2 Kings 7
(New International Version, ©2010)
(Remember, the king has just complained that all the troubles of the nation — the military siege against them, the famine weakening them — are from the Lord.)
1 Elisha replied, “Hear the word of the LORD. This is what the LORD says: About this time tomorrow, a seah of the finest flour will sell for a shekel and two seahs of barley for a shekel at the gate of Samaria.”
After the king’s disbelief, Elisha gives the king good news of God’s mercy arriving soon!
2 The officer on whose arm the king was leaning said to the man of God, “Look, even if the LORD should open the floodgates of the heavens, could this happen?”
As I have said before — often we think we are so smart, when it is really just simple disbelief.
“You will see it with your own eyes,” answered Elisha, “but you will not eat any of it!”
The Siege Lifted
3 Now there were four men with leprosy at the entrance of the city gate.
Lepers were not allowed into the city (Leviticus 13:45-46). Jewish tradition says these four men were Gahazi and his three sons — the Gehazi who was given Naaman’s leprosy after Elisha had healed him.
They said to each other, “Why stay here until we die? 4 If we say, ‘We’ll go into the city’—the famine is there, and we will die. And if we stay here, we will die. So let’s go over to the camp of the Arameans and surrender. If they spare us, we live; if they kill us, then we die.”
5 At dusk they got up and went to the camp of the Arameans. When they reached the edge of the camp, no one was there, 6 for the Lord had caused the Arameans to hear the sound of chariots and horses and a great army, so that they said to one another, “Look, the king of Israel has hired the Hittite and Egyptian kings to attack us!” 7 So they got up and fled in the dusk and abandoned their tents and their horses and donkeys. They left the camp as it was and ran for their lives.
Proverbs 28:1 (New Living Translation)
The wicked run away when no one is chasing them,
but the godly are as bold as lions.
8 The men who had leprosy reached the edge of the camp, entered one of the tents and ate and drank.
Then they took silver, gold and clothes, and went off and hid them. They returned and entered another tent and took some things from it and hid them also.
9 Then they said to each other, “What we’re doing is not right. This is a day of good news and we are keeping it to ourselves. If we wait until daylight, punishment will overtake us. Let’s go at once and report this to the royal palace.”
10 So they went and called out to the city gatekeepers and told them, “We went into the Aramean camp and no one was there—not a sound of anyone—only tethered horses and donkeys, and the tents left just as they were.” 11 The gatekeepers shouted the news, and it was reported within the palace.
12 The king got up in the night and said to his officers, “I will tell you what the Arameans have done to us. They know we are starving; so they have left the camp to hide in the countryside, thinking, ‘They will surely come out, and then we will take them alive and get into the city.’”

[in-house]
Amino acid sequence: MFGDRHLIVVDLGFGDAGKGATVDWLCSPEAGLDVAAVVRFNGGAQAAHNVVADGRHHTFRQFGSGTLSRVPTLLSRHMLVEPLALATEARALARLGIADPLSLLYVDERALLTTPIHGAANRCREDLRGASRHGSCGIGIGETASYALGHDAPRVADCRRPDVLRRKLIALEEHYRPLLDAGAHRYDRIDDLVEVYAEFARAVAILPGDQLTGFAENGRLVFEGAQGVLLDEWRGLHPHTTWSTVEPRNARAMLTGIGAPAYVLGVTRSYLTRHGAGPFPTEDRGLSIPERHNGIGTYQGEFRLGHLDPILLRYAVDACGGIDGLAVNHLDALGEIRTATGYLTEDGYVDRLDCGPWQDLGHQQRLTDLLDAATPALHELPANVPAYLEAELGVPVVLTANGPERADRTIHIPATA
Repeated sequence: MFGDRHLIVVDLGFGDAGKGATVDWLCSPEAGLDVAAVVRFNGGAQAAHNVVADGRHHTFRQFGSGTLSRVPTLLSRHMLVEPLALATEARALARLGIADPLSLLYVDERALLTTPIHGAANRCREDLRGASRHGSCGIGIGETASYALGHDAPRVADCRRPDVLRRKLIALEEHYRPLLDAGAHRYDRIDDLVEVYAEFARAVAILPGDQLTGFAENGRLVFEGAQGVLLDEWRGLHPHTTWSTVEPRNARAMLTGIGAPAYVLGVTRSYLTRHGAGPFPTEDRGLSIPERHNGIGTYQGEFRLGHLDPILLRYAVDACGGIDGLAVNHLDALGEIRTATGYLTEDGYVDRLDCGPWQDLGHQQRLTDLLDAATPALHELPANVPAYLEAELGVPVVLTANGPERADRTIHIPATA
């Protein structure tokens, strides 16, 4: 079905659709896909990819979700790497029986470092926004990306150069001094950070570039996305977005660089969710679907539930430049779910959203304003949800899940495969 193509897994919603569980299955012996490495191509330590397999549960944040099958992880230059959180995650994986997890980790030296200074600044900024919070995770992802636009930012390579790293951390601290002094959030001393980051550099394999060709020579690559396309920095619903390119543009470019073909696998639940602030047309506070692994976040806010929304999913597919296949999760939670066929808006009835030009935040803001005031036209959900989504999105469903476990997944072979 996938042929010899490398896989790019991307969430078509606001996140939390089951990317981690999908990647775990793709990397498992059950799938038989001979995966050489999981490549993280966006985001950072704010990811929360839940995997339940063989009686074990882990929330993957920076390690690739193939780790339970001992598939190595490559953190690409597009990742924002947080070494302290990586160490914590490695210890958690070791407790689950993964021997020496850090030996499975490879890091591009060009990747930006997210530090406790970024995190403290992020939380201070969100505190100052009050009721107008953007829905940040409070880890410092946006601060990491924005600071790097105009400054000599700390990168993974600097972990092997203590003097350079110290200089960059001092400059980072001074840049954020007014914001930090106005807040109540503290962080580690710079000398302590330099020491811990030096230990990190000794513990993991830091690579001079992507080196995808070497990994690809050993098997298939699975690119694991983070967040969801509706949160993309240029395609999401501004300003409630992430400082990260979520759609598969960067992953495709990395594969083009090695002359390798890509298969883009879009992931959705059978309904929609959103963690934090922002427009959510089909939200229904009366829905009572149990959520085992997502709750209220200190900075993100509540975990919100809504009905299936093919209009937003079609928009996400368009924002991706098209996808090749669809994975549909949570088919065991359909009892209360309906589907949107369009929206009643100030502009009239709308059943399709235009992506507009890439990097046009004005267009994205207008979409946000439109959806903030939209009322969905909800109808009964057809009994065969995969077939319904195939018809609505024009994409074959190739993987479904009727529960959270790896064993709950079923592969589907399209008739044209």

This poor king is so in the habit of finding the negative that he just cannot see a good side! He travels a road looking for potholes, rather than enjoying the scenery! His limitation prevents him from understanding the real meaning of the message; he chooses to cling to his interpretation of the news, rather than the divine facts of the matter.
13 One of his officers answered, “Have some men take five of the horses that are left in the city. Their plight will be like that of all the Israelites left here—yes, they will only be like all these Israelites who are doomed. So let us send them to find out what happened.”
At least he has an adviser who can help him see a possibility here . . .
14 So they selected two chariots with their horses, and the king sent them after the Aramean army. He commanded the drivers, “Go and find out what has happened.” 15 They followed them as far as the Jordan, and they found the whole road strewn with the clothing and equipment the Arameans had thrown away in their headlong flight. So the messengers returned and reported to the king. 16 Then the people went out and plundered the camp of the Arameans. So a seah of the finest flour sold for a shekel, and two seahs of barley sold for a shekel, as the LORD had said.
Paul Wilbur sings a song that matches up beautifully with today’s story! “The Shout of El-Shaddai” may have been what the Arameans heard!
17 Now the king had put the officer on whose arm he leaned in charge of the gate, and the people trampled him in the gateway, and he died, just as the man of God had foretold when the king came down to his house. 18 It happened as the man of God had said to the king: “About this time tomorrow, a seah of the finest flour will sell for a shekel and two seahs of barley for a shekel at the gate of Samaria.”
19 The officer had said to the man of God, “Look, even if the LORD should open the floodgates of the heavens, could this happen?” The man of God had replied, “You will see it with your own eyes, but you will not eat any of it!” 20 And that is exactly what happened to him, for the people trampled him in the gateway, and he died.